The Monitor (Kampala)

22 April 2011

Uganda: Our Prisons Violate Rights of Children, Women

opinion

The Uganda Prisons Service is mandated under the Constitution of the Republic of Uganda 1995 (Articles 215- 217) and the Prisons Act 2006 to provide safe custody to offenders and rehabilitate them. The Uganda Prisons Service is one of 13 institutions that have been brought together under the Justice, Law and Order Sector wide approach to enhance planning and budgeting capacity so as to improve access to justice. The sector has outlined its mission as to "enable all people in Uganda to live in a safe and just society" .

The Uganda Prisons Services is further situated within the overarching Poverty Eradication framework of the Government of Uganda which is articulated in the Poverty Eradication Action Plan (PEAP 2004). Uganda Prisons Services directly contributes to the attainment of Pillars 2, 3 and 4 of the PEAP (Production, Competitiveness, and incomes, Good Governance, and Human Development respectively).

These promises are within the framework of the Universal Declaration of Human Rights. Recently, I happened to look at the condition of women and children in one of the prisons in northern Uganda, I had some dialogue with the women on the reasons why they were in prisons; 50 per cent of the women are on capital offences, 80 per cent of them have been on remand for more than two years. All of the female prisoners in the facility had been on remand for way longer than the stipulated time. Those who were within the time-frame were only there because they were arrested in the past week.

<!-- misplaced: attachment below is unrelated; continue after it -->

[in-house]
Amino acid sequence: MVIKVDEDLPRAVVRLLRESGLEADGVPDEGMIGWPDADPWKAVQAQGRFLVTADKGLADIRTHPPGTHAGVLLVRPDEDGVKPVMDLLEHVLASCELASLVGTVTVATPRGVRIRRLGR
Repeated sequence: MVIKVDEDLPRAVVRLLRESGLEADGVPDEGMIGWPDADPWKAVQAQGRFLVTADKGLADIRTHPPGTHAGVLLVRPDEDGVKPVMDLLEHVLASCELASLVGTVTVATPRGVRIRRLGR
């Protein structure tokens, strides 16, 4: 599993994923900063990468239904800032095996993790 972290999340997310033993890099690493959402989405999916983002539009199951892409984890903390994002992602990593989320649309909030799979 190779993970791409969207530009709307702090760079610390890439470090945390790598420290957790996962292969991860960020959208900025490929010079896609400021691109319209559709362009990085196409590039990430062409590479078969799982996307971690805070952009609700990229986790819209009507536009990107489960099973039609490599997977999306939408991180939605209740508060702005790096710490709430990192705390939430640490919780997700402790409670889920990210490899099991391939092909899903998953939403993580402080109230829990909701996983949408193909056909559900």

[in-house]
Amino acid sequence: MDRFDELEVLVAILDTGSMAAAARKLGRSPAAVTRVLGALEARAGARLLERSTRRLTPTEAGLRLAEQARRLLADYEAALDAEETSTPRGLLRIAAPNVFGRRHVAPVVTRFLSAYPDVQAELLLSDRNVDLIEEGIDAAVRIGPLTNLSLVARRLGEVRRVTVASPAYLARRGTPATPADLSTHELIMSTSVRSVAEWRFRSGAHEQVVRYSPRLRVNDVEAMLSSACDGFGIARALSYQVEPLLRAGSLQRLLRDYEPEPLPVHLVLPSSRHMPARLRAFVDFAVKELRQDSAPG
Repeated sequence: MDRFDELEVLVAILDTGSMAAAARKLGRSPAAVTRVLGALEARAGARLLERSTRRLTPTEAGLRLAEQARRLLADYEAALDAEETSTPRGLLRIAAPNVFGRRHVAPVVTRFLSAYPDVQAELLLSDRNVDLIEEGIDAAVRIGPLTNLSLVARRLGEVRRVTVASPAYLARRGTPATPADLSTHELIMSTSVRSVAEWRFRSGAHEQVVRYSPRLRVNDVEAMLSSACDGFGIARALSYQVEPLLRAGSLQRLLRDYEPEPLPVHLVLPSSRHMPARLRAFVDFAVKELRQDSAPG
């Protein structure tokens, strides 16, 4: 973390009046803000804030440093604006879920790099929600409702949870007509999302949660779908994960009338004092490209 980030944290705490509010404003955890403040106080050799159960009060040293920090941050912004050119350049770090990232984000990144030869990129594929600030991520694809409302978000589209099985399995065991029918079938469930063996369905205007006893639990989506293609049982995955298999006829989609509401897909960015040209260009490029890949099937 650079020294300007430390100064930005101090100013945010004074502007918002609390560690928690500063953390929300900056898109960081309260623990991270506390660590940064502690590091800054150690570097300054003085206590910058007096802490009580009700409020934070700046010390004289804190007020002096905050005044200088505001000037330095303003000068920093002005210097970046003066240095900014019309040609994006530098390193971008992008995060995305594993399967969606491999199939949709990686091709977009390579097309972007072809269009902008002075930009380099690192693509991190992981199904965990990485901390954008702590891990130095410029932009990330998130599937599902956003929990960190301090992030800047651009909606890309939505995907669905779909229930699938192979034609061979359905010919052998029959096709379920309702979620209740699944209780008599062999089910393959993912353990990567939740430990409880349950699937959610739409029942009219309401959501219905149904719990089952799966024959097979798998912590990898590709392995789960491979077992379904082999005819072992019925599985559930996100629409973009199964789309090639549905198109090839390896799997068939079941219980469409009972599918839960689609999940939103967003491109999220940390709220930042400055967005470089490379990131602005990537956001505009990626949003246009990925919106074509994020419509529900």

According to the Constitution, the maximum amount of time one is supposed to be detained before the commencement of one's trial is 60 days for minor crimes and 180 for capital crimes.

There seems to be a big problem with the judicial system which is under-funded and over stressed. People rot in jail while the Department of Public Prosecution tries and fails to gather evidence for the case to proceed. At the most extreme, there was one detainee who has spent over three years on remand and came with a baby, gave birth to twins in jail; because she happened to have come with the pregnancy and still awaiting trial.

In Uganda if you are pregnant or have a young baby when you are arrested; you go with your young baby in jail or your child is born in prison and serves out the sentence with you. There is the option of taking a two-year-old child out of the detention centre for people who have responsible guardians.

The prisons condition and environment are not conducive for the children; most of them do not have play materials and have to be locked in the prisons compound with no access to education facilities or socialisation centres. The female section offers very minimal opportunity for children to learn. The children sometimes cannot be taken back to their village as their safety is compromised sometimes because of the alleged crimes committed by their mothers.

Their right to education, to play and privacy is simply being violated. The government could try out a number of interventions to protect these women and children. Ensure that mothers do not stay on remand beyond the mandated time, address the justice system to get rid of selective prosecution where the rich and powerful people even get bail for murder and yet the poor women and children cannot get bail.

The second thing the government needs to do is initiate certain livelihood activities for women in prisons, e.g. poultry keeping, knitting, and bakery, etc, so that the women have income even if they are prisoners and can have alternative environments for their children outside prisons.

Mr Ogwal works for a child development agency

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